Pathological anathomy

Le travail des spécialistes en anatomie pathologique consiste à examiner, à l’œil nu et au microscope, les organes, les parties d’organes, les tissus et les cellules pour y rechercher un cancer, confirmer sa présence ou déterminer ses caractéristiques (son extension, son agressivité, son caractère héréditaire…). Le rôle de cette spécialité médicale dans la prise en charge des patients est primordial car ce sont les caractéristiques du cancer qui vont déterminer le traitement.


During the diagnosis, the anatomopathological examination concentrates on small fragments of tissue, called biopsies, obtained during an endoscopy (when a tube is introduced into a cavity such as the stomach, bronchi, colon or bladder allowing samples to be taken by means of a small pincer located at its end) or from material obtained from punctures carried out using a needle. Simple brushing or rubbing is sometimes sufficient to obtain the cells required for a microscope examination, as in gynaecological smears. This illustrates the importance of anatomopathology in the detection of certain cancers.

After a surgical operation, it is the anatomopathologist who receive the surgical sample and conducts a detailed examination of the tumour removed during the operation. After taking suitable samples, he then looks under the microscope to find all the important elements that will allow the level of aggression of the cancer to be determined. Finally, the anatomopathological examination contributes to the quality of surgical treatment before and after the operation: in particular, it allows the surgical process to be properly orientated and to ensure that the cancer has been wholly removed.

The contribution made by anatomopathology to the diagnostic and therapeutic approach to cancer is very significant, indeed a determining factor, at several stages in the course of a cancer.


At Cliniques Universitaires Saint-Luc, advances in knowledge have led anatomopathologists to specialise and sectorise on the basis of various types of tumours treated in the Cancer Centre. This organisation allows them to be at the forefront of knowledge in the field of oncology, to which they dedicate almost all of their activity, remaining continually in touch with the most recent developments and thus providing their clinician contacts with key elements in providing care that consists with ultra-modern standards.

Anatomopathologists are at the crossing point of many paths. They work closely with the doctors who take the organ or tissue samples examined under the microscope (gastroenterologists, pneumologists, gynaecologists etc) and with specialists in the treatment of cancer (surgeons, chemotherapists, radiotherapists etc). At the Cliniques Universitaires Saint-Luc Cancer Centre, this work specifically takes the form of multidisciplinary meetings, held weekly, at which the specialists in the various fields pool their knowledge and observations in order to provide patients with the most suitable care and set up a treatment specific to each case, according to the profile of the tumour advised by the pathologist during the meetings.


As well as macroscopic and microscopic aspects, much research into pathological anatomy is currently aimed at better defining the nature of tumours. This means that ever more effective tools are allowing pathologists to identify, under the microscope, the proteins of which the production by certain genes is associated with a more or less favourable development of the tumour. The progress realised in this field has thus led to the discovery of a great number of proteins or “markers” that have provided a better description of the nature of a tumour and allowed its behaviour and potential for development to be better understood. Sometimes, the markers have an effect on the monitoring of other family members; their presence can indicate a possible hereditary nature and thus necessitate a consultation at the Human Genetics Centre. In other cases, these markers are used to advantage to predict the efficacy of treatment. Their identification, therefore, also helps optimise the care of patients. The pathological anatomy laboratory at Cliniques Universitaires Saint-Luc is able to identify almost three hundred different markers, most of which concern the nature and behaviour of tumours.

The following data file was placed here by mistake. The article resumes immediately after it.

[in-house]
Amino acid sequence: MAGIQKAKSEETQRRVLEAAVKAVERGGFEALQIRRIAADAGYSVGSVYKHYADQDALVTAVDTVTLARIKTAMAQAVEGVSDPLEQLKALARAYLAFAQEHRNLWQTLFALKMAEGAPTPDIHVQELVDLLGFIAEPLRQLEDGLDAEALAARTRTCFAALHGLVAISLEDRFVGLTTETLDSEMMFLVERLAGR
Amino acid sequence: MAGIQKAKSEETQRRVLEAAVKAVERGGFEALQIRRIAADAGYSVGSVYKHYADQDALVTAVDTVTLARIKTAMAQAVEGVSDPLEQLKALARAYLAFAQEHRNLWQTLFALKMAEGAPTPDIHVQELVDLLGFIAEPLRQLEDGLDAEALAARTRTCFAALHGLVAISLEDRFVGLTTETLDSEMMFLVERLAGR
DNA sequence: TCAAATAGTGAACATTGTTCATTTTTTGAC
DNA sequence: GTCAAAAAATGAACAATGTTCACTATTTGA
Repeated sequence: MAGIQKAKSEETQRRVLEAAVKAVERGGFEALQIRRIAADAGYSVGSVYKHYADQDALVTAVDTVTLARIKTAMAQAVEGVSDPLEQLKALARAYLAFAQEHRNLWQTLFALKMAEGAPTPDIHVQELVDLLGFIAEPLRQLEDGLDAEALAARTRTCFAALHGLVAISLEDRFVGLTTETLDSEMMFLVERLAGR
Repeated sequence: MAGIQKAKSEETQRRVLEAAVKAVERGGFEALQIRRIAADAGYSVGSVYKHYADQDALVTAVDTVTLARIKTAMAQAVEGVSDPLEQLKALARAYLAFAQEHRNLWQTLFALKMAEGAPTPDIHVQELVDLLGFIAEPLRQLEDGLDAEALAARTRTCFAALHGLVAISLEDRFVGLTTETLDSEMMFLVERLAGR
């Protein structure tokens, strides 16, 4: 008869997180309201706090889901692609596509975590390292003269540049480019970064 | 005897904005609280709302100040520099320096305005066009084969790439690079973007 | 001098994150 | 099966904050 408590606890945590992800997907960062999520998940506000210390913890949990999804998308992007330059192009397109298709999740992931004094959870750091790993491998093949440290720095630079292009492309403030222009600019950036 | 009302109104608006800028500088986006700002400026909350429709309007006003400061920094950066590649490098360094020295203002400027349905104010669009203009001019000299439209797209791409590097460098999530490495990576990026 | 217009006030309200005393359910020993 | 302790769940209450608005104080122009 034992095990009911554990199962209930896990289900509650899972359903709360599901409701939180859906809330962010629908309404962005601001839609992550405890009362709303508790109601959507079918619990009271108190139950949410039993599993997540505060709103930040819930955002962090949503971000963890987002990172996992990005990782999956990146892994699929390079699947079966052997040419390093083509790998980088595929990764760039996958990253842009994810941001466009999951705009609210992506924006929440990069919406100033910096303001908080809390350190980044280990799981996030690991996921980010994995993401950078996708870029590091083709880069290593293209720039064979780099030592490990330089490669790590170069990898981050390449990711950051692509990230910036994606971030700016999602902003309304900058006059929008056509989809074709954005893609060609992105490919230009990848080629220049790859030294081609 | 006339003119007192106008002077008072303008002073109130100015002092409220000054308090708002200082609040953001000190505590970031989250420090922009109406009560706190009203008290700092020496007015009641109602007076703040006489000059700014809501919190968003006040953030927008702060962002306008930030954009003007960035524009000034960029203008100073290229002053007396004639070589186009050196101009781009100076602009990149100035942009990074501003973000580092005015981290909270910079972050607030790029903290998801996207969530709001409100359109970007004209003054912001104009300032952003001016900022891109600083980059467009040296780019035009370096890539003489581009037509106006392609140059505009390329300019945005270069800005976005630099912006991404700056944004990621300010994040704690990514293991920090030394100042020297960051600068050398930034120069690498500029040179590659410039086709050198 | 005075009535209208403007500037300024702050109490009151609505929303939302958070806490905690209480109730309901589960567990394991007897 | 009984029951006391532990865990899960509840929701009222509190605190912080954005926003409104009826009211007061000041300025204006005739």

In the fight against cancer, the pathological anatomy department is also involved in studies to determine the efficacy of new treatments. Such is its level of activity that a large number of so-called “residual samples” can be stored in a biobank. This material, provided the patient consents, is used in research activity. To find out more about our biobank, click here (link to “biobank”).


The pathological anatomy department at Cliniques Universitaires Saint-Luc plays an active part in the development of the national and European recommendations that set the required quality standards for an anatomopathological examination. In fact, this examination should be conducted according to a specific standardised procedure, especially with regard to methods, the number of samples taken, the measurements to be made, the description of lesions etc. Our pathological anatomy department applies all these recommendations for all types of cancer